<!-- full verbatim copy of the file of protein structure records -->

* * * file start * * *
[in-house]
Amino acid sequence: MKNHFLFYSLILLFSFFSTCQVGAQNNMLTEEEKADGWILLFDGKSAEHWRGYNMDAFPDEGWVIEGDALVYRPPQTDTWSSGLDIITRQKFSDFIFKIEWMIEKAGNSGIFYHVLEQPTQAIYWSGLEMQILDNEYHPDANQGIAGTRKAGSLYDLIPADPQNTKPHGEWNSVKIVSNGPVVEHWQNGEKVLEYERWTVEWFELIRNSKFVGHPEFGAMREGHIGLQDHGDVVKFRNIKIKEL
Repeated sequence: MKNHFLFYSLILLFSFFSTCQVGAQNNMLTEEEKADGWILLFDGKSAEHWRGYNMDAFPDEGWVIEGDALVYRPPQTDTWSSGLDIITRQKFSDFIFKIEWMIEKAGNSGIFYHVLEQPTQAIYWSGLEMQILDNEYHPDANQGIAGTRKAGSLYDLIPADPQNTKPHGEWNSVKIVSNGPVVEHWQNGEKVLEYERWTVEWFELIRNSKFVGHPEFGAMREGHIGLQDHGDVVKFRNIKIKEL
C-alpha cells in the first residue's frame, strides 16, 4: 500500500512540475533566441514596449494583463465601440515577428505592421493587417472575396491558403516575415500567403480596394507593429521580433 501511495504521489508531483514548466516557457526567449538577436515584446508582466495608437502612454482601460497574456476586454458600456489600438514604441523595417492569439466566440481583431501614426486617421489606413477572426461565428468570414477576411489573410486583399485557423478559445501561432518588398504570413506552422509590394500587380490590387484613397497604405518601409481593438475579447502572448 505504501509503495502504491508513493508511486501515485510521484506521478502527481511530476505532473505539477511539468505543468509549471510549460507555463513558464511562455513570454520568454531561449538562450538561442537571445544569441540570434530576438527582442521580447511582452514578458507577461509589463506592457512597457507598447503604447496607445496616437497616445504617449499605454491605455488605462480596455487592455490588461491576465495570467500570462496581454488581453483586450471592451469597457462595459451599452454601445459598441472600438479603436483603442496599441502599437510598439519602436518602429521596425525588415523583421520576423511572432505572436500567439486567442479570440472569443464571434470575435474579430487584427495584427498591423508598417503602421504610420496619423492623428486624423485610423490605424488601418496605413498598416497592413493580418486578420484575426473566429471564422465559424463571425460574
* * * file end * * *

[in-house]
Amino acid sequence: MKNHFLFYSLILLFSFFSTCQVGAQNNMLTEEEKADGWILLFDGKSAEHWRGYNMDAFPDEGWVIEGDALVYRPPQTDTWSSGLDIITRQKFSDFIFKIEWMIEKAGNSGIFYHVLEQPTQAIYWSGLEMQILDNEYHPDANQGIAGTRKAGSLYDLIPADPQNTKPHGEWNSVKIVSNGPVVEHWQNGEKVLEYERWTVEWFELIRNSKFVGHPEFGAMREGHIGLQDHGDVVKFRNIKIKEL
Repeated sequence: MKNHFLFYSLILLFSFFSTCQVGAQNNMLTEEEKADGWILLFDGKSAEHWRGYNMDAFPDEGWVIEGDALVYRPPQTDTWSSGLDIITRQKFSDFIFKIEWMIEKAGNSGIFYHVLEQPTQAIYWSGLEMQILDNEYHPDANQGIAGTRKAGSLYDLIPADPQNTKPHGEWNSVKIVSNGPVVEHWQNGEKVLEYERWTVEWFELIRNSKFVGHPEFGAMREGHIGLQDHGDVVKFRNIKIKEL
C-alpha cells in the first residue's frame, strides 16, 4: 500500500512540475533566441514596449494583463465601440515577428505592421493587417472575396491558403516575415500567403480596394507593429521580433 501511495504521489508531483514548466516557457526567449538577436515584446508582466495608437502612454482601460497574456476586454458600456489600438514604441523595417492569439466566440481583431501614426486617421489606413477572426461565428468570414477576411489573410486583399485557423478559445501561432518588398504570413506552422509590394500587380490590387484613397497604405518601409481593438475579447502572448 505504501509503495502504491508513493508511486501515485510521484506521478502527481511530476505532473505539477511539468505543468509549471510549460507555463513558464511562455513570454520568454531561449538562450538561442537571445544569441540570434530576438527582442521580447511582452514578458507577461509589463506592457512597457507598447503604447496607445496616437497616445504617449499605454491605455488605462480596455487592455490588461491576465495570467500570462496581454488581453483586450471592451469597457462595459451599452454601445459598441472600438479603436483603442496599441502599437510598439519602436518602429521596425525588415523583421520576423511572432505572436500567439486567442479570440472569443464571434470575435474579430487584427495584427498591423508598417503602421504610420496619423492623428486624423485610423490605424488601418496605413498598416497592413493580418486578420484575426473566429471564422465559424463571425460574